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A fair bit of work is required to build a professional thought leadership positioning within an industry. But the rewards that come with being an influential public voice can certainly be worth it in terms of the opportunities for business and the impact you can have in the marketplace and community.
I recently interviewed Stephen Waddington, someone I consider to be a genuine thought leader. I use the word ‘genuine’ because, as we know, there is no shortage of people on the web who label themselves ‘thought leaders when, ahem, they’re anything but.
Stephen has been in the PR and digital communications trenches for years.
A highly experienced business advisor and veteran blogger, he is the founder of Wadds Inc., a professional advisory firm which works with agencies and communication teams.
Additionally, he has authored, co-authored or edited several books; he is a Visiting Professor of Practice in Public Relations at Newcastle University, non-executive director of eight companies, and a past president of the Chartered Institute of Public Relations in the UK. Quite the CV, hey!
Being a credible thought leader, a professional authority in your space, and deriving the benefits that come with that, as Stephen is doing, takes considerable time and effort, not just a snazzy website and a few thousand followers on social media.
Stephen, pictured, jokes that his wife is always taking the ‘mickey’ out of him suggesting that “everything I’ve done to this point forward has been almost a pension that I’ve banked for my future 10 or 20 years”.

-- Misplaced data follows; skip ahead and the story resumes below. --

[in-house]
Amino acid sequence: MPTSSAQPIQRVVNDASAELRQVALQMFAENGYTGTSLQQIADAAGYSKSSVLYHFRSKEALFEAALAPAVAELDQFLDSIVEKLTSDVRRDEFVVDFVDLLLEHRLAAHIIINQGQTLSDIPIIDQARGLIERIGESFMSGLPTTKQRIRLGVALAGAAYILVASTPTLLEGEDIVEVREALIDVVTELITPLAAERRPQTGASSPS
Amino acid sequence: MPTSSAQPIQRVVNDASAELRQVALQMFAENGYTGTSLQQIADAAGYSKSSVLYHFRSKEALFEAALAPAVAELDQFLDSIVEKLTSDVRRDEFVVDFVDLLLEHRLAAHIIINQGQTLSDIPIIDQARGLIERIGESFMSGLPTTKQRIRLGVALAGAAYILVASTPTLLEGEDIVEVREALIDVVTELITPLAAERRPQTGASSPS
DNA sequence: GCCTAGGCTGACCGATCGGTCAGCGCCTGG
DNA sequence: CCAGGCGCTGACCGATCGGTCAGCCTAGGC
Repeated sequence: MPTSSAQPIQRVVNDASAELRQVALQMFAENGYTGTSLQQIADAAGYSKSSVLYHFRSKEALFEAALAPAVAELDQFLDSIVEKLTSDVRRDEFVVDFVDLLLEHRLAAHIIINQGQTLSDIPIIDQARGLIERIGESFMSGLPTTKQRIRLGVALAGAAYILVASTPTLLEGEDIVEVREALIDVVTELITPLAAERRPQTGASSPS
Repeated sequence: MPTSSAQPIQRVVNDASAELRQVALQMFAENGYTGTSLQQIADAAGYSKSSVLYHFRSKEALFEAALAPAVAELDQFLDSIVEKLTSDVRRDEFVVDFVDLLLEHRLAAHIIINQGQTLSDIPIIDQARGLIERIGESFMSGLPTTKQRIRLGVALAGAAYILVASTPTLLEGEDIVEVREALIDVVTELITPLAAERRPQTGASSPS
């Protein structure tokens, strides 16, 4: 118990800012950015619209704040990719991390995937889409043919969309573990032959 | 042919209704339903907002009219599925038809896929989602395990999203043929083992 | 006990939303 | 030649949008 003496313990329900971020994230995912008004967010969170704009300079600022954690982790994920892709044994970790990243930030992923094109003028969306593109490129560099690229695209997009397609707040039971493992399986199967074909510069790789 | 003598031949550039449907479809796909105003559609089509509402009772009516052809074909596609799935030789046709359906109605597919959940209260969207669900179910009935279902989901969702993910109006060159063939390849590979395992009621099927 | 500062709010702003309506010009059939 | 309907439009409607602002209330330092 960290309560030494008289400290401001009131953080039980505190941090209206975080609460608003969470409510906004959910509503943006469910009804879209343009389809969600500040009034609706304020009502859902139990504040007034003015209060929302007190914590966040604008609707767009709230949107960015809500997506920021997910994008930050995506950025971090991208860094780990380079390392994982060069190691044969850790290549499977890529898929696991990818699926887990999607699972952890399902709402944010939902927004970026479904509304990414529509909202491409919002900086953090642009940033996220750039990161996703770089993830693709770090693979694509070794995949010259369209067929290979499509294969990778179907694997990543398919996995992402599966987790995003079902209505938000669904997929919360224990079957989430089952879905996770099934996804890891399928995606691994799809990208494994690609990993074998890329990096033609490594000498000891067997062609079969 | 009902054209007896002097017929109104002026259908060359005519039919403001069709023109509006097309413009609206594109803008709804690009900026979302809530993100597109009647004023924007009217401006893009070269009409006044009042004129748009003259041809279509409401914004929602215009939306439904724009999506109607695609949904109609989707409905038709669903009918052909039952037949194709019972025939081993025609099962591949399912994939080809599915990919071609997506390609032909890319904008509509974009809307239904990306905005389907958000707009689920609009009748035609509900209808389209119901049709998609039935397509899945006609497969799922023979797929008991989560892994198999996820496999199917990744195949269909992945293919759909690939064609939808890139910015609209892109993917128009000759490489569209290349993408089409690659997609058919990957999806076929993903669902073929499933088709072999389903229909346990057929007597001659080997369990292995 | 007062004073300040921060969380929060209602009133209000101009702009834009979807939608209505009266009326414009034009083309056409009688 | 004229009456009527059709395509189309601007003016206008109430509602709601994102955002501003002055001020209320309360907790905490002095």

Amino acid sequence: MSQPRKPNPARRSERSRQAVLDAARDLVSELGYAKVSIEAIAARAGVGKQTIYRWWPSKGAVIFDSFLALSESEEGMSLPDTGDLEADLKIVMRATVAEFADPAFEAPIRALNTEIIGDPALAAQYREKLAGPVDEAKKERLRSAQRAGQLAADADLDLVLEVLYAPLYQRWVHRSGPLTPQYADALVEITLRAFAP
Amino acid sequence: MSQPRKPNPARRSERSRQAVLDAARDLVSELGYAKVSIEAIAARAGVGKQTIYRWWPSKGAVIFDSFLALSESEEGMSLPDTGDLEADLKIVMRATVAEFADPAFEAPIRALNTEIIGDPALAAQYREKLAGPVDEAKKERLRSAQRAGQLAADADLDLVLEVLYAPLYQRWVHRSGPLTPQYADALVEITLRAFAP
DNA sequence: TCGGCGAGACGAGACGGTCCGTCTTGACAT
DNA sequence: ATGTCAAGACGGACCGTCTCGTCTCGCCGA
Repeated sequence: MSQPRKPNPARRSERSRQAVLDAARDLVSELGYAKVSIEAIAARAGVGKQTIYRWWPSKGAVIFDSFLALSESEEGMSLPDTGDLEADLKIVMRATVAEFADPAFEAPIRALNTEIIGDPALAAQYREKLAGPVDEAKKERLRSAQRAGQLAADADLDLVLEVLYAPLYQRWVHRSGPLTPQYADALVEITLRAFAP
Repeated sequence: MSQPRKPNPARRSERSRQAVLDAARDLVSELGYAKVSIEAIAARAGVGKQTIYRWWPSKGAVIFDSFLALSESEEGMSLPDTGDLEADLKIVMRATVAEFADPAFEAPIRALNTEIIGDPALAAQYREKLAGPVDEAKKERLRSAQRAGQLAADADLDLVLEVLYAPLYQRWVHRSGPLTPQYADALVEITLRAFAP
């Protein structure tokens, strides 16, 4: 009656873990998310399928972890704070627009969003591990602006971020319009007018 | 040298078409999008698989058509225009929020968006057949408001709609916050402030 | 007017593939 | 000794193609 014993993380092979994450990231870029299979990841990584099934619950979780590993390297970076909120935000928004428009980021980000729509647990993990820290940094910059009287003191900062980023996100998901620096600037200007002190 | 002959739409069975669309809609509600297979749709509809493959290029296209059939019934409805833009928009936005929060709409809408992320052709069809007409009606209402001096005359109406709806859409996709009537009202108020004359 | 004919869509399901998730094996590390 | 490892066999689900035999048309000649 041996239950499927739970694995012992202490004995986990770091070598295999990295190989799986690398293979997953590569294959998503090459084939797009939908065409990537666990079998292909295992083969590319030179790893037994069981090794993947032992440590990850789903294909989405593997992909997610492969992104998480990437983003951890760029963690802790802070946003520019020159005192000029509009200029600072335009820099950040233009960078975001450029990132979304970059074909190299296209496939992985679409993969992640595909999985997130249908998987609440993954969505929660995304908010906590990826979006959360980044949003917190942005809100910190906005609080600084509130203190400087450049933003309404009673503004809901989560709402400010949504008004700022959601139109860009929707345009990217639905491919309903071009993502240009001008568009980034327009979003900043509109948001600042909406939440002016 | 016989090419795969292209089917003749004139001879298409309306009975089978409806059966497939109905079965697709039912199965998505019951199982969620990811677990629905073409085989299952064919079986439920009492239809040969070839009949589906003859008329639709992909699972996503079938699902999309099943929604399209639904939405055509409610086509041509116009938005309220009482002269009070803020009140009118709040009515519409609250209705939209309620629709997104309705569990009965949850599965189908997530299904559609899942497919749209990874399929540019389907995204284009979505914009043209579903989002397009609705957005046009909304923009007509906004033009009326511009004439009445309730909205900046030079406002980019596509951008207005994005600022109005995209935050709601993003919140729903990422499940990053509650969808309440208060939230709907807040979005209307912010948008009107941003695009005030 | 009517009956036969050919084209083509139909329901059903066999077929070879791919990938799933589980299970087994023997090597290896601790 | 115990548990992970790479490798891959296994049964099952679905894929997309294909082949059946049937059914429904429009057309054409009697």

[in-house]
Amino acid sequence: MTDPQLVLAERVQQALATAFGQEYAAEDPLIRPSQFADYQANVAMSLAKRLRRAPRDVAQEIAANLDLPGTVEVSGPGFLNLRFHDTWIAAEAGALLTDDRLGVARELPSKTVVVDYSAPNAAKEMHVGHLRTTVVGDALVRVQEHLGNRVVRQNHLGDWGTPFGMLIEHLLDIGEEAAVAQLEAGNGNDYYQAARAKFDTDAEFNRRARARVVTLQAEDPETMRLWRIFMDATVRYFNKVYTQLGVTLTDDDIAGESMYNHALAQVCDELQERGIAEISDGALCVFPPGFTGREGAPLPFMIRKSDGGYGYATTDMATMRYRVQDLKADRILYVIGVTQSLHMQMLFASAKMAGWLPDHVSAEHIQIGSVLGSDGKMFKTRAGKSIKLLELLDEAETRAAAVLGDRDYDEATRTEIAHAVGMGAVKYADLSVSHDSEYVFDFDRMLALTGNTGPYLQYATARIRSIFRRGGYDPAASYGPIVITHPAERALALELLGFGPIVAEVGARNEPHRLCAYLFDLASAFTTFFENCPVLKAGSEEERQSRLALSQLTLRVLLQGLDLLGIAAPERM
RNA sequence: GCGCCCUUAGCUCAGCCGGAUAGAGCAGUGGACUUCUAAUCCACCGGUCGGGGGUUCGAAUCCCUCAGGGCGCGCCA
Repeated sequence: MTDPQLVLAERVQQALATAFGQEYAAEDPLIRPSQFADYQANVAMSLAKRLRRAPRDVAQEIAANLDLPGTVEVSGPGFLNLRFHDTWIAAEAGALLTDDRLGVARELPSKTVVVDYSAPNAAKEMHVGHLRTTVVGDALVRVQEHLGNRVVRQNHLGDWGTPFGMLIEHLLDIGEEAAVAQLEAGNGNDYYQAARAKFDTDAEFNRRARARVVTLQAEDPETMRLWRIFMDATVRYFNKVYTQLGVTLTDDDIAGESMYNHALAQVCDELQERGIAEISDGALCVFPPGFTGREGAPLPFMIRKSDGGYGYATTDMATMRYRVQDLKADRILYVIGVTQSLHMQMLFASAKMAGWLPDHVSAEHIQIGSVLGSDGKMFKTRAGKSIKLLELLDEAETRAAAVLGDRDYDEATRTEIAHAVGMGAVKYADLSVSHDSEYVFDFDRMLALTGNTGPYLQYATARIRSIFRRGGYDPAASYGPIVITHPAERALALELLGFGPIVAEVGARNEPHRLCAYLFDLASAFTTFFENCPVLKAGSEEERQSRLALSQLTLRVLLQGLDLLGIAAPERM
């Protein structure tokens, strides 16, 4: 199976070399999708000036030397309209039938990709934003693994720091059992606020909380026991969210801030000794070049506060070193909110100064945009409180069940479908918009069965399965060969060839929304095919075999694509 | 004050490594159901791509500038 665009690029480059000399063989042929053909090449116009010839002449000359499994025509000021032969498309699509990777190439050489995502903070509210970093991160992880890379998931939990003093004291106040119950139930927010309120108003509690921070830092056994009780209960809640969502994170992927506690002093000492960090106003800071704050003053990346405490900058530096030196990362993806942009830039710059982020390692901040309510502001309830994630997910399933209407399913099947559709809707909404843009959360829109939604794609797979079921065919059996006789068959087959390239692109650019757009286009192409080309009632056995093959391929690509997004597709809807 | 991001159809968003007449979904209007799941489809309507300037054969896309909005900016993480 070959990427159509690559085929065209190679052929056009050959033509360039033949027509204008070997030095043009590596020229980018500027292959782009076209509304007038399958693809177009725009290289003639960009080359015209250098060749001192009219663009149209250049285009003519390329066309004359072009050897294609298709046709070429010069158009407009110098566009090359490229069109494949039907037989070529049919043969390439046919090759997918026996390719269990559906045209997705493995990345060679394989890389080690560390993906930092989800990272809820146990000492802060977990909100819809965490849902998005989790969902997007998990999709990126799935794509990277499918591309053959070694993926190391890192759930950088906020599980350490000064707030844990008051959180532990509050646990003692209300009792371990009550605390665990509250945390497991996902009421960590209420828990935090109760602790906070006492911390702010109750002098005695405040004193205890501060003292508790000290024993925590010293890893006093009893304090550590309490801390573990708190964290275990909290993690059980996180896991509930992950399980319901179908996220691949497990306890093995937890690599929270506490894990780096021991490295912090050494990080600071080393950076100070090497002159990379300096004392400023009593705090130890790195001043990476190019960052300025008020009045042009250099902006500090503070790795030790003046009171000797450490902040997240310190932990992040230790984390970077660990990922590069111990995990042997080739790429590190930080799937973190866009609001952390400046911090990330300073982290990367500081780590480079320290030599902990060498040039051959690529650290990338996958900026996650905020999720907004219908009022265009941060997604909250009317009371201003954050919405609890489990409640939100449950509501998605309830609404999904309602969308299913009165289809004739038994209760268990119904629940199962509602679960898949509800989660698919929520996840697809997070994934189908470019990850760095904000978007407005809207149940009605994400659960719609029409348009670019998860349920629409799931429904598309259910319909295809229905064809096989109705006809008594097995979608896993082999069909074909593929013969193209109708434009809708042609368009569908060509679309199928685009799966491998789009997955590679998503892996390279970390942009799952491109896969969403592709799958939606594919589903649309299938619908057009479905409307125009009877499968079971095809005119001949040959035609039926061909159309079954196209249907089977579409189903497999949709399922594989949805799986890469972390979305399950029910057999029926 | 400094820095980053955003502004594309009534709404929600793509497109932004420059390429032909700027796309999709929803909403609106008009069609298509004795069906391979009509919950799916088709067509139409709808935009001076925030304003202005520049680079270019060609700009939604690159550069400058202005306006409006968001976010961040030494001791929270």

I love this concept: that the personal brand you spend years and years building can be seen as a pension – professional superannuation, if you like – that continues to pay dividends as you enter the latter stages of your career.
In Stephen’s case, his reputation and thought leadership positioning in the marketplace provide him with myriad opportunities to further his business and career.
Of course, knowing which path to take is all part of the fun!
Says Stephen: “My challenge is what I do with this, what I do with what I’ve created, whether I build another consultancy, or whether I keep it as Stephen Waddington Inc.”
Having gone down that pathway myself, I understand where Stephen is coming from: Do I build another agency, join an established consultancy, or leverage off the personal brand I’ve built in the marketplace and create a portfolio career of consultant, coach, speaker and content creator – all of which I’m doing currently.
At least Stephen has choices. Many professionals who have not got much in the way of a profile or any professional authority to speak of, should they find themselves out of a job, might not be so lucky.
As for myself, I’ve been evolving in recent times and am doing a lot more coaching and mentoring. This is taking me in a few new directions: WATCH THIS SPACE 😜
(Here’s a link to my interview with Stephen if you’d like to check it out. If you’re at all interested in how to build a reputable, sustainable and professional personal brand, this episode of the podcast will really resonate!)